Archery Shooting Form
The single most important aspect to shooting a bow accurately is proper shooting form. We will go through the steps to set started on the right track to have good success with your archery equipment.
This is the foundation of your proper shooting form. Start with your feet shoulder with apart with your back foot slightly forward. This will help you prevent you from hitting you lead arm or the arm that you hold the bow with. If you are hitting your forearm it is usually a symptom of bad form or your draw length is too long.
Stand up straight and tall. We see a lot of new shooters that are hunched over or their hips are not straight. This will also start to happen when you start to get tired after shooting a lot. Shoulders directly over your hips and your back nice and straight.
You want to have a relaxed grip on your bow. Seat the grip into the life line on your hand and when you draw you should have a slight bend in your extended arm’s elbow. If your elbow is bent too much this tells us that the draw length is too short. Bending your bow arm will also prevent the string from hitting your forearm and leaving you with a black and blue arm. Again preventing the arm slap is all about form. If you have an elbow that hyperextends this is especially important that you have a slight bend.
This is the most critical part of accurately shooting your bow. Your anchor will vary on each individual because we all have a different shape face and draw length. It can also vary with different axle to axle length bows and different release aids. The place you anchor is less important that being able to recreate the same spot over and over. With the most common wrist strap style release aid the best place to anchor is to put your index finger knuckle under your ear and against your jaw. This will give you a solid foundation for shooting accurately. The second reference point for our anchor is putting the string on the tip or side of your nose. People with glasses will most likely have to go to the side of your nose to have a clear sight window without looking through the rim of your glasses although the tip of your nose is better. The third reference point is your peep sight. This will be adjusted by your pro shop so that you are looking straight through the peep without tipping your head up or down to see through it. If you have a problem finding a solid anchor point you can also add a fourth reference called a kisser button. The kisser button goes into the corner of your mouth.
Drawing your Bow
Nock an arrow. The kind of arrow rest you have will determine which way the cock feather (odd color of the three) or vane should face. Most modern rests you will shoot with it in the up position. Now you hook your release on to the string loop or below the arrow nock on the string. Make sure to keep your finger behind the trigger to prevent from accidentally releasing the arrow prematurely (doing so will cause you to punch yourself in the face so we don’t recommend it!!) Lift your bow arm and draw the string straight back to your anchor point. You should be able to draw your bow straight back to your face without lifting your bow arm above shoulder height or straining to get it back. If you have to strain, you might have too much draw weight and may need to lower the poundage on your bow. You are much better off to shoot lower poundage and have better form because you will shoot much more accurately and be able to steady and aim your bow better.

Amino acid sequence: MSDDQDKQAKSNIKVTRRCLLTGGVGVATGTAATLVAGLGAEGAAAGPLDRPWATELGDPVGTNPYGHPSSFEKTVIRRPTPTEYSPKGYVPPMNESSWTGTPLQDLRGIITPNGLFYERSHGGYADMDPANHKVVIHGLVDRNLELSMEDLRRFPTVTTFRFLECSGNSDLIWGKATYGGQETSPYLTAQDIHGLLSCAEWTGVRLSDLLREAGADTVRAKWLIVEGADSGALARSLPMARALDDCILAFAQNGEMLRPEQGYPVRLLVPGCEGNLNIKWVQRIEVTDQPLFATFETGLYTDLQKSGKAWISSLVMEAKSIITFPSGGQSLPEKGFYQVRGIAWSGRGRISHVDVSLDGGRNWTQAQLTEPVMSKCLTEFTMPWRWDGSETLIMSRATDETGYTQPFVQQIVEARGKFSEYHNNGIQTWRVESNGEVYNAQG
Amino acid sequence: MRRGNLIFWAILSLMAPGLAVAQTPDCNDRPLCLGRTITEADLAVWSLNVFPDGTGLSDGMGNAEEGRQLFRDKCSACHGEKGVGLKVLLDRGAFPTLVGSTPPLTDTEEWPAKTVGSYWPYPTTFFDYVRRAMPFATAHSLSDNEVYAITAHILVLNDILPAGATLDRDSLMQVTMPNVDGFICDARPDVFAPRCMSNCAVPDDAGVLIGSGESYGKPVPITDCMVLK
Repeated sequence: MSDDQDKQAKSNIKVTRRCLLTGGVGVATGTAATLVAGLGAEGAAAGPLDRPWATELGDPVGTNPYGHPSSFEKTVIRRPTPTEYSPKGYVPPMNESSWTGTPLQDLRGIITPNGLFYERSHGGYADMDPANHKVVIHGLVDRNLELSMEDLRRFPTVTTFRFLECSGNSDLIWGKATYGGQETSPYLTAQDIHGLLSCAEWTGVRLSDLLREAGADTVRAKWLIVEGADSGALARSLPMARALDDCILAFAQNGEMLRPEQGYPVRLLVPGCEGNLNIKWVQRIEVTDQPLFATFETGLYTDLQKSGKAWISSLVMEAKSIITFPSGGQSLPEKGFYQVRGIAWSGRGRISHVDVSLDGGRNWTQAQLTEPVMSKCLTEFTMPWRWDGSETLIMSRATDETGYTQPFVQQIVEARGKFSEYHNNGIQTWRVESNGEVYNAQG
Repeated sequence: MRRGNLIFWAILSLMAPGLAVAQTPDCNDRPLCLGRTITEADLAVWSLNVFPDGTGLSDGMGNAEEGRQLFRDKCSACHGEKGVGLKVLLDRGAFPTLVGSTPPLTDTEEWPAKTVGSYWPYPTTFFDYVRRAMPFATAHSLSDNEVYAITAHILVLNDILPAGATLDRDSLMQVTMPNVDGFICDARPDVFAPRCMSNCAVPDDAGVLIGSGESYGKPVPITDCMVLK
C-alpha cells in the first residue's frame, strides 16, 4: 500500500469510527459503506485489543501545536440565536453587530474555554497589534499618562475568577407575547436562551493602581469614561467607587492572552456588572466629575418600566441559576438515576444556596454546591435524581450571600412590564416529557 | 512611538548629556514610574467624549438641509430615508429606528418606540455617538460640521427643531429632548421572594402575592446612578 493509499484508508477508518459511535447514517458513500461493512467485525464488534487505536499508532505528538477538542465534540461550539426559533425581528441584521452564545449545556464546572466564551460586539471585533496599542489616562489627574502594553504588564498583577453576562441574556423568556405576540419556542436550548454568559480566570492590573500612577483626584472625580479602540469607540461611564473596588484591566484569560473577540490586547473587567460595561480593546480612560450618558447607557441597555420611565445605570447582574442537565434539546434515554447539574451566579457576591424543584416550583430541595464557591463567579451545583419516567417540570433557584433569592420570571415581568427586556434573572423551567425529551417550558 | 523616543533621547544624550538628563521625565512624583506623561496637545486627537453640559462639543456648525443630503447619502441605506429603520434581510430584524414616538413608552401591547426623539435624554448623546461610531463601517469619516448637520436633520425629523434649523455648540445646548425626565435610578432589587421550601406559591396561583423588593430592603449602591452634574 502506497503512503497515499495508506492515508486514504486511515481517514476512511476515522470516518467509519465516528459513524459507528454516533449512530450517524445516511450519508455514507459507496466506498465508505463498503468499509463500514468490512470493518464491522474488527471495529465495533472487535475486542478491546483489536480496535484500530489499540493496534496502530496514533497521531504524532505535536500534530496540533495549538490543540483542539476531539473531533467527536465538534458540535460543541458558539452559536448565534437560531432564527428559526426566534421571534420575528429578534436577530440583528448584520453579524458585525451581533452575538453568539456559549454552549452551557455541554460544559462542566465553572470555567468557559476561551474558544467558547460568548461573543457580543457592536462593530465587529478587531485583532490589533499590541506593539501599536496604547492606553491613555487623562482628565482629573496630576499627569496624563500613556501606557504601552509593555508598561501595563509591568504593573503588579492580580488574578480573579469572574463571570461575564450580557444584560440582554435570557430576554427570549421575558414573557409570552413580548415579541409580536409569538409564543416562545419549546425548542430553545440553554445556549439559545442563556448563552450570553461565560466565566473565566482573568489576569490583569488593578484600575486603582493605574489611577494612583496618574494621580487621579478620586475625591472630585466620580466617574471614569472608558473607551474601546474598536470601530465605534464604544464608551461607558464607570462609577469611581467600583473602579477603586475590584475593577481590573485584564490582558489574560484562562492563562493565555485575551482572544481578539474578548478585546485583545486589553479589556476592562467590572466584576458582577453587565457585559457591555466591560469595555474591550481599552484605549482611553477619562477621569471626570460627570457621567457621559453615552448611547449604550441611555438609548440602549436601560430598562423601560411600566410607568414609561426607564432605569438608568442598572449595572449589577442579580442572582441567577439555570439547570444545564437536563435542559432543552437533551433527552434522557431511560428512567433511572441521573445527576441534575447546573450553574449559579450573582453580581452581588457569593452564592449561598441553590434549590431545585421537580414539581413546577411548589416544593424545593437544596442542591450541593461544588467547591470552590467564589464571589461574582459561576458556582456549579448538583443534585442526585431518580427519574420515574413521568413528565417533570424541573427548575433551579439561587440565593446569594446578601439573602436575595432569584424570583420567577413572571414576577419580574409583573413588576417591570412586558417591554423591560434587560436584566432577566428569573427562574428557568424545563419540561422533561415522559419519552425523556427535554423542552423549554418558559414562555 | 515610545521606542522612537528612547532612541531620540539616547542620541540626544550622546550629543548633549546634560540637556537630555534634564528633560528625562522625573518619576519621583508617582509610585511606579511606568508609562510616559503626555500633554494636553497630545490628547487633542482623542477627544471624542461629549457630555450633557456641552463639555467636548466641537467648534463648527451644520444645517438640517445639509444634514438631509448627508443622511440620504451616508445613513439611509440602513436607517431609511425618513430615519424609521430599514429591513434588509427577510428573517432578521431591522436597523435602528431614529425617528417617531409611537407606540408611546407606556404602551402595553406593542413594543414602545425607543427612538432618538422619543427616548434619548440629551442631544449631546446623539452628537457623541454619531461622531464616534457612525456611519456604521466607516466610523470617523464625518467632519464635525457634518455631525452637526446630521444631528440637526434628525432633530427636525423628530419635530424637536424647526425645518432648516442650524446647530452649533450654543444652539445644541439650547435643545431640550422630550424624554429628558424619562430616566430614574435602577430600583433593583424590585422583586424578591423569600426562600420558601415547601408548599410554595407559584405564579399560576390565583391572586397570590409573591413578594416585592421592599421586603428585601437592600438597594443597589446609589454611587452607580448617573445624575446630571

Aim, Release and Follow through
Now comes the fun part, Aiming and shooting. We now start to aim our pin at the target. Don’t worry none of us can hold the pin completely steady. When the pin is on your target put your finger on the trigger and slowly squeeze the trigger. You should have a little bit of a surprise release when the release goes off. Make sure that you don’t punch or slap the trigger as this will change the arrow trajectory and cause you to miss your mark. This is one very bad habit that we do not want to create called trigger panic. You should have a nice clean release and follow through with your release hand.
Congratulations you just fired your first arrow properly. Don’t get discouraged if you didn’t hit what you were aiming at the first time. You still need to sight your bow in. What we are looking for is consistent groups of arrows. The more you shoot the better your groups will get. Once you have good and consistent groups at 10 yards you can start to adjust your sight to move you to the bulls eye. After you have your bow sighted in at 10 yards and can shoot consistently, then move back to 20 yards. Your groups will open up and you may be low on the target because you are further away from the target. Just adjust your top pin for 0-20 yards. Don’t worry about shooting father until you are very consistent at 10 and 20 yards. Many shooters that have been shooting for many years were never taught the proper form. One thing that I guarantee is you will shoot better if you follow the simple steps above and work on your form. As target archers we need to practice to get the muscle memory for consistent aiming, as hunters we need to practice so that at the moment of truth, our form has become a habit that we do not have to think about.
Good luck and as always “Life begins at Full Draw”